Going Toward God, Come Whatever May
We must through many tribulations enter the kingdom of God.
Between where we are and where we want to be in eternity, the road that must be taken is at times a difficult track through desolate country. There is no other way to reach home. God is our guide and His help is our hope, but the journey must still be made.
The spiritual life is not principally about the avoidance of difficulty. It's about going toward God, despite the difficulties that obstruct us. For now, our greatest prayer is not for peace, but for progress toward the Promised Land. The peace will come in due season. This was John Bradford's thought when he prayed, "Life is a pilgrimage. I came from the Lord and I will return to the Lord. I may pass through dangerous places. O Christ, be my guide."
In our journey toward God, much that lies before us is unknown. From where we stand at present, it is impossible to see either the heights of joy that we'll reach or the depths of sorrow through which we must pass. Each day dawns with the promise of both triumph and testing. If we commit ourselves to God, there is no telling what will happen. This only do we know: our God is the sovereign monarch of His creation. He is moving all of history toward a glorious finale, and those who are loyal to Him are going toward something unimaginably, and eternally, great.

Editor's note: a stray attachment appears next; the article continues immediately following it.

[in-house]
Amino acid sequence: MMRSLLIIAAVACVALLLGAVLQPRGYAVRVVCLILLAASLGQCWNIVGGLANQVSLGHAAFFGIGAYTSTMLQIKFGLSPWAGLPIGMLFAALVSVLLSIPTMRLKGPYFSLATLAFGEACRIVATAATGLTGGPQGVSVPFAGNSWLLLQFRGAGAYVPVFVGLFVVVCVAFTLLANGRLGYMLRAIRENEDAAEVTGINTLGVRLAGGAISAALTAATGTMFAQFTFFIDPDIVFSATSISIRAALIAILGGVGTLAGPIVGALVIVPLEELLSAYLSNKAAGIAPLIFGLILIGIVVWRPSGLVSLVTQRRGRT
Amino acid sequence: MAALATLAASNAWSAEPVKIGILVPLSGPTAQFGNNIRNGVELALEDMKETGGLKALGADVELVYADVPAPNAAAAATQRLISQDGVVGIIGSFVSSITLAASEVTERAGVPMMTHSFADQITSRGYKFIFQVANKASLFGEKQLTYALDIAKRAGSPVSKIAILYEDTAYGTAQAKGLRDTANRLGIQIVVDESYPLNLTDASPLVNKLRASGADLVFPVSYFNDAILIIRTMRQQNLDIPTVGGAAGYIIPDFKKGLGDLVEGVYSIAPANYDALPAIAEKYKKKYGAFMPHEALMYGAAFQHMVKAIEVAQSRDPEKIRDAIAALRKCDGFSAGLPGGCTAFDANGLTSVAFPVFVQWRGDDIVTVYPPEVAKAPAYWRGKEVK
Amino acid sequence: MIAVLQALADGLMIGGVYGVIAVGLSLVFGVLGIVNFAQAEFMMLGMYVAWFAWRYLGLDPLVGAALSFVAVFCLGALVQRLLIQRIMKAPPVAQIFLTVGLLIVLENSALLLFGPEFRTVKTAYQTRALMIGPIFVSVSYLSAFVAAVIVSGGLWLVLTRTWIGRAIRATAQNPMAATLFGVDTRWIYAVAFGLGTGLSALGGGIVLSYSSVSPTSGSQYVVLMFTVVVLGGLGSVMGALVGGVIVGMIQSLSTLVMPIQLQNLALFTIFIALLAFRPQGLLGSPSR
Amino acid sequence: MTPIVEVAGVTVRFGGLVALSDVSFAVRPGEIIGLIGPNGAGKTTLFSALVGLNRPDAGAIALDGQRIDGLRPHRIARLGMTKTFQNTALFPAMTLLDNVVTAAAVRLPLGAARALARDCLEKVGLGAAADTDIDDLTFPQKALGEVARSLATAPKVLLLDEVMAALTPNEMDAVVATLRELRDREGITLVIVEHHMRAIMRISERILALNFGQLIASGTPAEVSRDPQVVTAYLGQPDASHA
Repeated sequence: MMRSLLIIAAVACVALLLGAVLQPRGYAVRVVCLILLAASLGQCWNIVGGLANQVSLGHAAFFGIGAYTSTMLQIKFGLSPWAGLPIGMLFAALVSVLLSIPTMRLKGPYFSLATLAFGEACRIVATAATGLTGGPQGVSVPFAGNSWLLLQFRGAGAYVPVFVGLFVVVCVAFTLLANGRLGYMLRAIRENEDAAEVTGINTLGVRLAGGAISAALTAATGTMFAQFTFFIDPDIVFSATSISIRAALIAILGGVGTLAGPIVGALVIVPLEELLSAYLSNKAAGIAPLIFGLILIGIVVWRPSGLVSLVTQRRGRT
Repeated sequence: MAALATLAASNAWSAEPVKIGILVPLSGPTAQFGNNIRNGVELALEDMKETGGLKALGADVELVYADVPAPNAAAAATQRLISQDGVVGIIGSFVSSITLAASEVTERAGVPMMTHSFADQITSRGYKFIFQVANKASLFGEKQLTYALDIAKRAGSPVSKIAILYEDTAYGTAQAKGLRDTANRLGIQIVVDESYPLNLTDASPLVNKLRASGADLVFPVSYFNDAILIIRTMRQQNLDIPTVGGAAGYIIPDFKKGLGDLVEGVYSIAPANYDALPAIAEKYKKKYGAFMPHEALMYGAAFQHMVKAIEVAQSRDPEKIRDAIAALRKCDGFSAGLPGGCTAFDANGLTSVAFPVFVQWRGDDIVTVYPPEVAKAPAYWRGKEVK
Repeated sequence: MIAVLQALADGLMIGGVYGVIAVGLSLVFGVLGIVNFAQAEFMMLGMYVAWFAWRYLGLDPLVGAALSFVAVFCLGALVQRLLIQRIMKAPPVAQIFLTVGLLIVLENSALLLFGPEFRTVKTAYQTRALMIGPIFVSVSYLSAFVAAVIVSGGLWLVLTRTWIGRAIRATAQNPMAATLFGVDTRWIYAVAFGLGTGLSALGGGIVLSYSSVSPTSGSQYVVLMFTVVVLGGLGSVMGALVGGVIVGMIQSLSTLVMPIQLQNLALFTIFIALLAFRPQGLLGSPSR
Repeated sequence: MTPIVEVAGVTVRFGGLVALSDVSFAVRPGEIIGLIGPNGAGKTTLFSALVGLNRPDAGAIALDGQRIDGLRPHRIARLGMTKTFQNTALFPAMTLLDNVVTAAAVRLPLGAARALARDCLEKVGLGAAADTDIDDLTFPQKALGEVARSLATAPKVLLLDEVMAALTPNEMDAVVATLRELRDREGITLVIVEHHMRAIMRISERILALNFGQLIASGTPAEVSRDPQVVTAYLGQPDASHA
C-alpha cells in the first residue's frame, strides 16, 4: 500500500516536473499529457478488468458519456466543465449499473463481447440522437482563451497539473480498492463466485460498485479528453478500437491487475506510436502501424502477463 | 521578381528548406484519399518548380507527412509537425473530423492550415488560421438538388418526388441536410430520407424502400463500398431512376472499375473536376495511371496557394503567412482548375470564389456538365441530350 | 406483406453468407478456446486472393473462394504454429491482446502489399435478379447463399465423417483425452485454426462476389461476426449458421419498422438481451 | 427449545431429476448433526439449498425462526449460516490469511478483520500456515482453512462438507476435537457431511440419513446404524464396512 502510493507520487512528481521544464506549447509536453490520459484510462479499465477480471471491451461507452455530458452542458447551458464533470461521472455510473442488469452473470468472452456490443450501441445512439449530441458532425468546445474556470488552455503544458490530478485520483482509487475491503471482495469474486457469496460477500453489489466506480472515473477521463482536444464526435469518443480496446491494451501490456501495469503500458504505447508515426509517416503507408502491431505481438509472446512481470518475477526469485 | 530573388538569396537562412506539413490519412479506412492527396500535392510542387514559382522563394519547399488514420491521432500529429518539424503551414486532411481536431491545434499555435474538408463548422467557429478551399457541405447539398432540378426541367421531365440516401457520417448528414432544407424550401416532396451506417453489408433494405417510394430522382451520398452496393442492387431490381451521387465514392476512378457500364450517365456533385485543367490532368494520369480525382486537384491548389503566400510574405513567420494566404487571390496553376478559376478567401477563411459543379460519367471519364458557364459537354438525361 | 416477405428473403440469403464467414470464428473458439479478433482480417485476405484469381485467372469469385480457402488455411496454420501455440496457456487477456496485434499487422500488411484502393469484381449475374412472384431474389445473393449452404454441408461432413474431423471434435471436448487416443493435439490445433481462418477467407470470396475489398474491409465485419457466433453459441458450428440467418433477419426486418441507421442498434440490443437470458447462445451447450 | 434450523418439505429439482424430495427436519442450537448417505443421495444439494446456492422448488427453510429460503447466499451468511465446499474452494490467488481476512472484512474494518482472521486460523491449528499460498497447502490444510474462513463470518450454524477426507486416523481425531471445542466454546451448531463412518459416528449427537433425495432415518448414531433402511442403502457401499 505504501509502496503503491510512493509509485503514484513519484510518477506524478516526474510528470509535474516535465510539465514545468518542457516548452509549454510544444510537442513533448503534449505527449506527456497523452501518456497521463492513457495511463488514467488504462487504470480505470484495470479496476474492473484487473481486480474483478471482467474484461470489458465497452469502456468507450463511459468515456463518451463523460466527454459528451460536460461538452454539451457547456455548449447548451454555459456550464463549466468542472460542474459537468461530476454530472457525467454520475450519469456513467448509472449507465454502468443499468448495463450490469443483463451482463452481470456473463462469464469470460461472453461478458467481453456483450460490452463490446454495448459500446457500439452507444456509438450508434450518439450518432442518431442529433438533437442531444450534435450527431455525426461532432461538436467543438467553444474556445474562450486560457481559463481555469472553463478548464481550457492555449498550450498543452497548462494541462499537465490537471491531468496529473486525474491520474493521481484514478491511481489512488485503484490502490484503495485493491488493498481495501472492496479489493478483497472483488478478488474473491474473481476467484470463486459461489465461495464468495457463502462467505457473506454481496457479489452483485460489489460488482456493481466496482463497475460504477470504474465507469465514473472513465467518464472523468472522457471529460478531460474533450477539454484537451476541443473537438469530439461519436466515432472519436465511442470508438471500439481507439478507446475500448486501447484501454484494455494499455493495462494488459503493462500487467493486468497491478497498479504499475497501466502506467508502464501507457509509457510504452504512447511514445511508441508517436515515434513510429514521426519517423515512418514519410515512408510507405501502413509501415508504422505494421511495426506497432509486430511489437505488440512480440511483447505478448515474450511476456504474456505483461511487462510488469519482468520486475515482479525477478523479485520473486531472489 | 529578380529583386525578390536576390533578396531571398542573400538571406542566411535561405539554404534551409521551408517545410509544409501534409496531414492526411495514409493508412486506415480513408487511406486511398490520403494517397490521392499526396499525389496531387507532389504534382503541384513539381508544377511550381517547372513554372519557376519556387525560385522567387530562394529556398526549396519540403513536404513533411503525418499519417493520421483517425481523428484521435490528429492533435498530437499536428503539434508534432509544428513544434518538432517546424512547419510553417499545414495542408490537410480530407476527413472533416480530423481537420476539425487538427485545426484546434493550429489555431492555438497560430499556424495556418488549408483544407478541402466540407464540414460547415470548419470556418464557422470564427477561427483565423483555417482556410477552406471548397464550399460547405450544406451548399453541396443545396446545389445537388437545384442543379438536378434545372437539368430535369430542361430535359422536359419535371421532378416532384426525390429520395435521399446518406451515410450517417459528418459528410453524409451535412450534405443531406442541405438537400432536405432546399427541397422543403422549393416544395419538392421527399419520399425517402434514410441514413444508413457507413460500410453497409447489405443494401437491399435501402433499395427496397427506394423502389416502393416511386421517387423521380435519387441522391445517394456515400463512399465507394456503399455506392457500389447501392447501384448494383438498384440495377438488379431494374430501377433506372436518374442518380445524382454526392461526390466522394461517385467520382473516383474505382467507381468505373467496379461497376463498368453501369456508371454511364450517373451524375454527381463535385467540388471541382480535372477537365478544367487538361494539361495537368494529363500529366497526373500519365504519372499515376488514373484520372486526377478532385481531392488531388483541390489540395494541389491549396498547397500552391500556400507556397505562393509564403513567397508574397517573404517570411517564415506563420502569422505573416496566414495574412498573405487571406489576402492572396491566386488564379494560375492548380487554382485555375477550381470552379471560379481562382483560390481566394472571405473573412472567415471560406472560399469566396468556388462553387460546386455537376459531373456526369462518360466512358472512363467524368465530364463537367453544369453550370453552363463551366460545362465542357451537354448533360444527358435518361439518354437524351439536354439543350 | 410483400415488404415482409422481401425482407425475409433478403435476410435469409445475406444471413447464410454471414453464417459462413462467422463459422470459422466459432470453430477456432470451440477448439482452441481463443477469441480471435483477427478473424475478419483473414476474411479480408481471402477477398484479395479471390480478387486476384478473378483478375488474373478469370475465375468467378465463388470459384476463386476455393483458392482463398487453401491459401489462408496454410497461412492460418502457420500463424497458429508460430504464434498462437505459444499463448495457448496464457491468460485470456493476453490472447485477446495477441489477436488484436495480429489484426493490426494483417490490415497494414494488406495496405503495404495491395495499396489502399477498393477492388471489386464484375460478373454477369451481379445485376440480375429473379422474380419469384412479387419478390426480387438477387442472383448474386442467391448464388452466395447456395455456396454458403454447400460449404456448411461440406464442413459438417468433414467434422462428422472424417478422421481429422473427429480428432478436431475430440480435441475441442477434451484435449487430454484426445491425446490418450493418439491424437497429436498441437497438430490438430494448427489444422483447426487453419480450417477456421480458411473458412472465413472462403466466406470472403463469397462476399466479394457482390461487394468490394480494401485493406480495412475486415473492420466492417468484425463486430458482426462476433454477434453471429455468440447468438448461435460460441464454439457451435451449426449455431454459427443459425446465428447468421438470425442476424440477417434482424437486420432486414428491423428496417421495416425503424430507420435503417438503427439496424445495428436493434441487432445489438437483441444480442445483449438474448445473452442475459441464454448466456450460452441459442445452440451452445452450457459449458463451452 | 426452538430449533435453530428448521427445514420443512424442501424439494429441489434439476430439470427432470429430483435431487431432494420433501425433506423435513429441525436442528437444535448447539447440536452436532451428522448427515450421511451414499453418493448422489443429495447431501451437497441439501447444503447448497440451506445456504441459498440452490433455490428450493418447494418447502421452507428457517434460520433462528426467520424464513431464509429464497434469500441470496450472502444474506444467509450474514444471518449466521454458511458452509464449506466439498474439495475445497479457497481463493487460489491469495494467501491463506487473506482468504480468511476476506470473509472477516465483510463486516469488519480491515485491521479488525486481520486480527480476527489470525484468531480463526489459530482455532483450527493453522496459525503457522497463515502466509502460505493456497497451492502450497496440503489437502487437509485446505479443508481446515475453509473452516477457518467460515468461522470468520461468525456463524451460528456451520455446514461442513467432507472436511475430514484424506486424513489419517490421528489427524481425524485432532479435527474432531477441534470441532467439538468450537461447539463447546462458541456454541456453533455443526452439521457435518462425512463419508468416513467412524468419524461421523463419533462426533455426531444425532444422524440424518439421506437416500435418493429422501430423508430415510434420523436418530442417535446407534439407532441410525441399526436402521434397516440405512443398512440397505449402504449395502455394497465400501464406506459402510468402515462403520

As wayfarers, our need is for courage, not comfort. "For you have need of endurance, so that after you have done the will of God, you may receive the promise" (Hebrews 10:36). Do we remember what the Lord prayed for His disciples? He said, "I do not pray that You should take them out of the world, but that You should keep them from the evil one" (John 17:15). Those who would follow the Lord can't go "around" this world any more than He did -- they must follow Him "through" the world. "Father, hear the prayer we offer: nor for ease that prayer shall be, but for strength, that we may ever live our lives courageously" (L. M. Willis). While the foolish spend their time praying to be excused from the journey, the wise simply pray for whatever strength this, the greatest of all journeys, may require.
Not fare well,
But fare forward, voyagers.
T. S. Eliot
Copyright © 2006 by Gary Henry - Visit the WordPoints web site: www.wordpoints.com